Reputation boost for Magpies' boss Alan Pardew

FROM danger derby to dreamland, the outlook had changed drastically for Alan Pardew by the time Howard Webb brought a crackling Wear-Tyne tussle to a close .

Alan Pardew with Joey Barton

FROM danger derby to dreamland, the outlook had changed drastically for Alan Pardew by the time Howard Webb brought a crackling Wear-Tyne tussle to a close .

After a tough month, the Newcastle manager certainly needed the fillip of this hard-earned derby win.

But the fact that it owed much to his own ingenuity might make it just about the most important victory of his eight rollercoaster months in charge.

Pardew resisted that claim in the immediate aftermath of Newcastle’s first win of the campaign, insisting that beating Liverpool and blasting away the rancour in the days after his controversial appointment was more crucial than this victory.

But he must have sensed the mood souring on Tyneside over recent weeks, frustration building over a summer recruitment drive that has not so much stalled but come to a grinding halt of late.

And he must have been aware of the fact that his own reputation was suffering by association with a regime still treated with cynicism by the majority of Newcastle’s support.

One internet wag, pointing to his polished performances in press conferences, even went as far as to dub him Alan PR-dew during another week of transfer bluff and bluster, that had the manager once again making excuses for the inaction of those in the corridors of power at St James’ Park.

Those issues became irrelevant by close of play on Saturday – Pardew having posted the most pressing reminder possible of his managerial credentials on a frenetic day of derby battle.

From a defensive effort that was resolute to a formation and game plan that was played out to perfection, it was a fine day for the Wimbledon-born boss and his backroom staff.

It took some guts to send United out in such an unfamiliar system and for 45 minutes, it appeared as if it would rebound on the Newcastle boss.

The struggling Cheick Tiote was deployed just in front of the back four and Joey Barton withdrawn from the right midfield slot which had proved so profitable in recent weeks, and Newcastle just couldn’t find a midfield foothold.

Yohan Cabaye improved but will need time while Jonas Gutierrez was so deep that he was almost supplementing emergency full-back Ryan Taylor – the man who was to eventually strike the killer black and white blow.

But Pardew, who had spoken of the need for cool heads in the build up, felt the formation was the best way to draw the venom out of quick-starting Sunderland. It was a prescient view – not half helped by the superlative form of his two centre-backs.

In two tough games, Fabricio Coloccini and Steven Taylor are yet to put a foot wrong and they were simply superb at the Stadium of Light.

Pardew was a midfielder of some repute in his day but as a coach, has worked hard on the defensive aspect of United’s play, which has been evident in the first two games.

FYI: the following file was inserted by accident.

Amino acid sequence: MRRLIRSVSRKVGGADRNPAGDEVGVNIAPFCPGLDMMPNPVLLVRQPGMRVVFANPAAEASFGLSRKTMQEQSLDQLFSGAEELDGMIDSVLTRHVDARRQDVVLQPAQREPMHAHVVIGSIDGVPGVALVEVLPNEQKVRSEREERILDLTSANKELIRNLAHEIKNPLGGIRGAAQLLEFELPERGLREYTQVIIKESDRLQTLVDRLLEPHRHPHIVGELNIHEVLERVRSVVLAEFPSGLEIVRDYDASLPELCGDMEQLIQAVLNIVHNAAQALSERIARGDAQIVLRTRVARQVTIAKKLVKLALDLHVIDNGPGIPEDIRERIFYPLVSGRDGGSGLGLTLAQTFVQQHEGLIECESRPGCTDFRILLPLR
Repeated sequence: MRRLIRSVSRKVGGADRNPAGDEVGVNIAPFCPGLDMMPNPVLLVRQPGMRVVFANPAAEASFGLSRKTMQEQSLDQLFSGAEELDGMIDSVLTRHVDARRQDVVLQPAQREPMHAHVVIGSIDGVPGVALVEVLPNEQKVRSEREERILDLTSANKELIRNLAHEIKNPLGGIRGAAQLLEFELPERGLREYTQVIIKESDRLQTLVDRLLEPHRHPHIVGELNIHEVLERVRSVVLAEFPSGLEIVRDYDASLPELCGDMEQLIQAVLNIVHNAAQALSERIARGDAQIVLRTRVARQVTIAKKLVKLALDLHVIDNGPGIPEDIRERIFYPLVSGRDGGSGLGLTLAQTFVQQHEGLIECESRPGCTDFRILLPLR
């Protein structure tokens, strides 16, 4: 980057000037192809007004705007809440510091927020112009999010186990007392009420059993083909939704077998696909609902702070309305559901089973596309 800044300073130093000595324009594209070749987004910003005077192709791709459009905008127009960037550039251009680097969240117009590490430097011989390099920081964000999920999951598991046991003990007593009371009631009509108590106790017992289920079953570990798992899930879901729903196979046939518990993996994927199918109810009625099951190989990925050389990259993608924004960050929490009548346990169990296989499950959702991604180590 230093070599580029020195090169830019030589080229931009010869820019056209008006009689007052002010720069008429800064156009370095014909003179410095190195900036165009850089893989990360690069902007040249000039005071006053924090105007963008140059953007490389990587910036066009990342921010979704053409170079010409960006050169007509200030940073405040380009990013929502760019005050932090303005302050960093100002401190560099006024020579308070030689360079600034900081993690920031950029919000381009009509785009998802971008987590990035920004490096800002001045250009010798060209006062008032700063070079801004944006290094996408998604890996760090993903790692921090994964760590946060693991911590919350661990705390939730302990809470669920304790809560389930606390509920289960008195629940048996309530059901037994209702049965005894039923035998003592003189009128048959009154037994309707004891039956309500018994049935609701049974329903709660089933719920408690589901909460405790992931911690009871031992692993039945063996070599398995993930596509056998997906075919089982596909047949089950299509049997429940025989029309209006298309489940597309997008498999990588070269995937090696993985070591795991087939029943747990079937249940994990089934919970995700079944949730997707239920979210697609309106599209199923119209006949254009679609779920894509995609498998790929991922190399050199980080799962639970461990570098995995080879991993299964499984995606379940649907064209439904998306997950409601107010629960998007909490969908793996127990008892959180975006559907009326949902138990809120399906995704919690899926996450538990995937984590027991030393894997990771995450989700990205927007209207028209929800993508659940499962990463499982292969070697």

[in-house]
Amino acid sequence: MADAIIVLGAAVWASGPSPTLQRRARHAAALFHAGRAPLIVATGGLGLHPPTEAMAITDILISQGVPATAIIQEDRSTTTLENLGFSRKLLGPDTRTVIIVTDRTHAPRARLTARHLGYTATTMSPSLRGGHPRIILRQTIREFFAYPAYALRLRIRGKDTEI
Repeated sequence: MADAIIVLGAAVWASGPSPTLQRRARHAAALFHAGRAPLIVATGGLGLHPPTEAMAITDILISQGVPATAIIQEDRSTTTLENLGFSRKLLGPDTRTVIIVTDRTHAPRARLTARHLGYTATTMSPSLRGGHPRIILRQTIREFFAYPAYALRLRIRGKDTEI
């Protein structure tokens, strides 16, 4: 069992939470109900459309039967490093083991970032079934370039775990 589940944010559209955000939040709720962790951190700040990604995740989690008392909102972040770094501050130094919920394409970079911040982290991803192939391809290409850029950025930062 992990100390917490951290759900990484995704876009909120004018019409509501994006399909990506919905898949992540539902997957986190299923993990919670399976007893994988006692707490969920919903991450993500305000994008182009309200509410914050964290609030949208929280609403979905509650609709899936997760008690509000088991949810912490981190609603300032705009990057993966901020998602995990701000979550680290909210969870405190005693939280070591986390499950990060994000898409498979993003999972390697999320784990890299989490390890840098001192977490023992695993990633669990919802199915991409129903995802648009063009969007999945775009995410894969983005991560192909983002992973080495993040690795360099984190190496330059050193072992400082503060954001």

For opposite number Steve Bruce this is becoming a bit of an unwanted habit – and it piles the pressure on him after an encouraging engagement at Anfield for his new-look side last weekend.

Much was made of the fact he had brought in ten new arrivals imbued with experience over the summer, but once again his side came up short when faced with the challenge of toppling black and white supremacy.

They actually played well in the first half, dominating in terms of possession and purpose for a good 45 minutes.

But when they failed to find a breakthrough and ran out of momentum in the second period, where was Bruce’s Plan B? It appeared to be hitting the channels and using his wide men to sweep crosses to a pair of big strikers summoned from the bench.

But most in the sold-out crowd could see the futility of such an approach.

Steven Taylor and Coloccini were so imperious that there was no way back once Ryan Taylor’s free-kick had sailed over Simon Mignolet.

And when Sunderland needed craft there was precious little of it in his new-look Black Cats squad.

No wonder Bruce was so desperate to sign Charles N’Zogbia who would have made a huge difference to a midfield that looked more and more pedestrian as the contest wore on.

All, of course, is not lost. One game is not enough to make a judgement on Sunderland’s season.

But defeat in this game does reduce the margin of error for a boss who seemed to have just about clawed back all of his credit following last October’s 5-1 Halloween horror show at St James’.

He cannot afford an early exit from the Carling Cup at Brighton tomorrow night and there will have to be an urgency about Sunderland’s work when they travel to Swansea on Saturday too.

In truth, this was not a contest of enduring quality from either team.

These games are rarely classics – but there is a feeling that both sides are in locked in something a transitional phase.

But it is one that Newcastle seem to be making quicker progress through.


David Whetstone
Culture Editor
Graeme Whitfield
Business Editor
Mark Douglas
Newcastle United Editor
Stuart Rayner
Sports Writer